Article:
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Counseling Graduate Student Steps into New Role at McNeese

June 22, 2020 | McNeese Public Relations
Caitlyn Kudrecky (left) and Dr. Kevin Yaudes.
Caitlyn Kudrecky (left) and Dr. Kevin Yaudes.

Caitlyn Kudrecki, a student in McNeese State University’s counseling psychology master’s degree program and intern with the Kay Doré Counseling Center (KDCC), has taken on a new role as Suicide Education and Prevention Coordinator in conjunction with McNeese’s Suicide Education and Prevention Program. 

The program is an outgrowth from McNeese’s involvement with Sam Houston High School’s Peer Initiative Leaders of Tomorrow (PILOT) program. In 2014, after SHHS lost two students to suicide, the PILOT program was created by educators Ken Brown and Sara Jolie to help address the issue. Through a partnership with SHHS, McNeese counseling graduate students in the KDCC began to train SHHS student peer leaders on how to talk to their fellow students about issues like bullying that contribute to suicidal thoughts while also providing counseling services to vulnerable students.

Begun in May 2019, McNeese’s Suicide Education and Prevention Program has extended its efforts to include outreach to the Calcasieu Parish School Board, local hospitals, health education centers and clinics to open up dialogues about mental health and raise awareness of both the prevalence of suicide in Southwest Louisiana and the KDCC’s counseling services.

“Even before she started seeing clients, Caitlyn had reached out to me early on in her graduate studies with an email that said, ‘I need more training on suicide prevention,’” says Dr. Kevin Yaudes, assistant professor of psychology and faculty adviser to the KDCC. “That was the direction I was already interested in, so we’ve really worked to incorporate those efforts into the entire program.”

Kudrecki and Yaudes have undergone multiple training courses including Talk Saves Lives, More Than Sad and QPR to deepen their understanding of suicide and better learn how to connect with those who are suffering or who are in crisis. They then bring this knowledge to the local community by hosting training sessions. Attendees have included parents, teenagers and groups from local churches.

“The way we’re already helping the community may seem small now, but our efforts are just going to snowball into a bigger impact,” says Kudrecki. “Not only does this help others, but this training also gives me opportunities to help other KDCC interns who are coming into this program obtain the knowledge they need to help other clinicians out in the community.”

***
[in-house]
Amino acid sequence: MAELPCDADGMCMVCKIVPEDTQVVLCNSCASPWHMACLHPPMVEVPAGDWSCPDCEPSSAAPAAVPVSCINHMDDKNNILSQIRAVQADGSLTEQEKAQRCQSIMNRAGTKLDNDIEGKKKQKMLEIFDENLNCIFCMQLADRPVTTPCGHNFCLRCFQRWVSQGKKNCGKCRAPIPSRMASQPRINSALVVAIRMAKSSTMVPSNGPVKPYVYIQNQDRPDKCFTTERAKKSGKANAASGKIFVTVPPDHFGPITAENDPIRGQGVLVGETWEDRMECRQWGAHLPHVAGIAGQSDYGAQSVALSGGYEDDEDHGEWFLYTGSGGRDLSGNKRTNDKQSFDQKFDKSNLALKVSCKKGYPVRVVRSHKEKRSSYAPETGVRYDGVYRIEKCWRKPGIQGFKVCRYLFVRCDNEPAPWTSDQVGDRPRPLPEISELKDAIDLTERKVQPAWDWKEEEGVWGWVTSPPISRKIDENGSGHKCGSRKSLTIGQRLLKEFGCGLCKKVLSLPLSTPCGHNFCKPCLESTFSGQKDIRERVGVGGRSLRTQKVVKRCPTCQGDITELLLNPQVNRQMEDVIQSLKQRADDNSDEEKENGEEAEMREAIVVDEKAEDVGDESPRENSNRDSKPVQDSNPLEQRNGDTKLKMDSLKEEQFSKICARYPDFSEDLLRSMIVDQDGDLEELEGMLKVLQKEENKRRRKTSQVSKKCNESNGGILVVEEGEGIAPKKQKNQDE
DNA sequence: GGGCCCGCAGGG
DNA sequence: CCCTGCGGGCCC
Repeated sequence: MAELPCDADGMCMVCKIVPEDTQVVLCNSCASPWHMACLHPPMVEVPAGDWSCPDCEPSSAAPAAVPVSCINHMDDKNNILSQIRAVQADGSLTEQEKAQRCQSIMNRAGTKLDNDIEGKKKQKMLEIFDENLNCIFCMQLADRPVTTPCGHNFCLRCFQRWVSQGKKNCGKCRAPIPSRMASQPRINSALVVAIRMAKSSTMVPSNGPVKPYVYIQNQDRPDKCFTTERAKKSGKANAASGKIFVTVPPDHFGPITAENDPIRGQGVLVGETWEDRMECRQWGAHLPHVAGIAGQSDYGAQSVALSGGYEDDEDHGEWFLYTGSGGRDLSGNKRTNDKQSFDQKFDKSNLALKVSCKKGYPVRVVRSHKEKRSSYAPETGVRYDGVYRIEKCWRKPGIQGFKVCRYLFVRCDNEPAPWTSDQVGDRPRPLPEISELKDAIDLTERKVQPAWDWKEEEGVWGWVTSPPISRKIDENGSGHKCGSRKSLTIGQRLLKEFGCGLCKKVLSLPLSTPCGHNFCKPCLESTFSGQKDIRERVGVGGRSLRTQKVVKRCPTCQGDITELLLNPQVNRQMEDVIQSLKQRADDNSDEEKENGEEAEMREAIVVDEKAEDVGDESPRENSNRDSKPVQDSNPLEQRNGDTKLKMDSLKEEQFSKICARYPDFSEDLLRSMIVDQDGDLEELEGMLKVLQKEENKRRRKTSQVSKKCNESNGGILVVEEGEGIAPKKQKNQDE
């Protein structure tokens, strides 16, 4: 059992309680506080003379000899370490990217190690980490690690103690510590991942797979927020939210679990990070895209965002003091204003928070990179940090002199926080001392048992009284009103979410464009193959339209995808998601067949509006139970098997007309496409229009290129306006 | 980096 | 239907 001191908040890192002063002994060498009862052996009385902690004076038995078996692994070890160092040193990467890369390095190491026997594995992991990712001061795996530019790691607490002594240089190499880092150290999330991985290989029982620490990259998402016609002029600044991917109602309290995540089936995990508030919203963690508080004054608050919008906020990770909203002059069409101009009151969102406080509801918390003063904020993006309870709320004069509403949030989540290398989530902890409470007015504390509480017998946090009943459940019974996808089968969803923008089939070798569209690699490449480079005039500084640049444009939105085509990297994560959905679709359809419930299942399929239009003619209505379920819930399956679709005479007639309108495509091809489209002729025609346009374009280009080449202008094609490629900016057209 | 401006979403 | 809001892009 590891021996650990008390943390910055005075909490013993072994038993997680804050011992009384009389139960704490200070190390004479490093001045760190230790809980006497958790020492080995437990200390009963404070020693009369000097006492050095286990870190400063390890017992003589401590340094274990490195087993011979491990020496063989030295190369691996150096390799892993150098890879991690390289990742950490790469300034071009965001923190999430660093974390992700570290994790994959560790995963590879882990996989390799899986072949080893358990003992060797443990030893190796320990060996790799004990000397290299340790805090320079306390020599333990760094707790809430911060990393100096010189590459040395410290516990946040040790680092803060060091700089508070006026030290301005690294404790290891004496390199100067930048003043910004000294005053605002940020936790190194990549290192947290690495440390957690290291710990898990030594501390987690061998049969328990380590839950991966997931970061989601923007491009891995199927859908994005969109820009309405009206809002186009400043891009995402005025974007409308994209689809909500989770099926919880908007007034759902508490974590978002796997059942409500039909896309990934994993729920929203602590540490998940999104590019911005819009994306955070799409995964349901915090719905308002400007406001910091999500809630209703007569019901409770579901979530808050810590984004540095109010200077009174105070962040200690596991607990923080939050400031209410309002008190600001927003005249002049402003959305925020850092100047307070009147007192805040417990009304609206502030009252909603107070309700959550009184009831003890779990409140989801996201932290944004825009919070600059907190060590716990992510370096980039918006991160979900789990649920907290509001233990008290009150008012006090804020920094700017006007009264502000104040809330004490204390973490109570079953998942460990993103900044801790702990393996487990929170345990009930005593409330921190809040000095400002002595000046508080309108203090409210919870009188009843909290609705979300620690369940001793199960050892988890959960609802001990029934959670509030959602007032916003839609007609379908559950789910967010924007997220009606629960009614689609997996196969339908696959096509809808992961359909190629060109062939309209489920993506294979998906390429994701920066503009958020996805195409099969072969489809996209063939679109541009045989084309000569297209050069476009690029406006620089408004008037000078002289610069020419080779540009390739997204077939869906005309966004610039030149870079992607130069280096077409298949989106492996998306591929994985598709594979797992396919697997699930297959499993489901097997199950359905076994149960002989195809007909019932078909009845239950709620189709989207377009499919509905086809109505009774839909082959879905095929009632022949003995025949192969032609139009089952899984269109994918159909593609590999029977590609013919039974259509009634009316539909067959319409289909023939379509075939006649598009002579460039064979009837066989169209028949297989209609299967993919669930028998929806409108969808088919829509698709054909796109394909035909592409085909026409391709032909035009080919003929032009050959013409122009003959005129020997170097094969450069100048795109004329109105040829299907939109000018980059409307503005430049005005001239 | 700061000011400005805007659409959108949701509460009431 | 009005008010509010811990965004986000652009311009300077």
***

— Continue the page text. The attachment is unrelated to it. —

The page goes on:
Kudrecki was also active in the 2019 Out of the Darkness Walk, which was co-chaired by Yaudes and held in support of the American Foundation for Suicide Prevention. The event was attended by more than 1,100 people and raised more than $23,000 for the organization.

“What was so surprising to me was you’re never really far away from someone who has been personally impacted by suicide. It’s just that we don’t talk about it,” Yaudes says. “Through these outreach and awareness efforts, we hope we can start the conversation and get people talking.”

In her new role, Kudrecki will work to facilitate fundraising events, research grants, and conduct her own research on suicide to better understand its impact in the area.

The training that she’s recieved through McNeese’s graduate counseling program, she says, has brought immeasurable benefits both personally and professionally. 

“Obviously one of the benefits is being able to be there for a client who really needs the help, but it’s also reassuring for me to know that whether I’m counseling at the KDCC or elsewhere after I graduate, I know that I have the training to help my clients.”

Yaudes says the program’s work is increasingly important due to the coronavirus epidemic, which has presented a challenge to the emotional and mental health of millions facing the loss of loved ones or financial difficulties. 

“What we’re really dealing with now is extraordinary stressors. Even people who have great coping mechanisms or strong support systems can come up against something like coronavirus that is such an extreme ordeal, and their coping mechanisms can begin to fail. We want to encourage everyone who might be struggling during this time to reach out and seek help if needed.”

Counseling services at the KDCC are available for a flat rate of $20 per session. The clinic offers individual, couples, family and group counseling. For more information, visit mcneese.edu/kdcc or call 337-475-5981.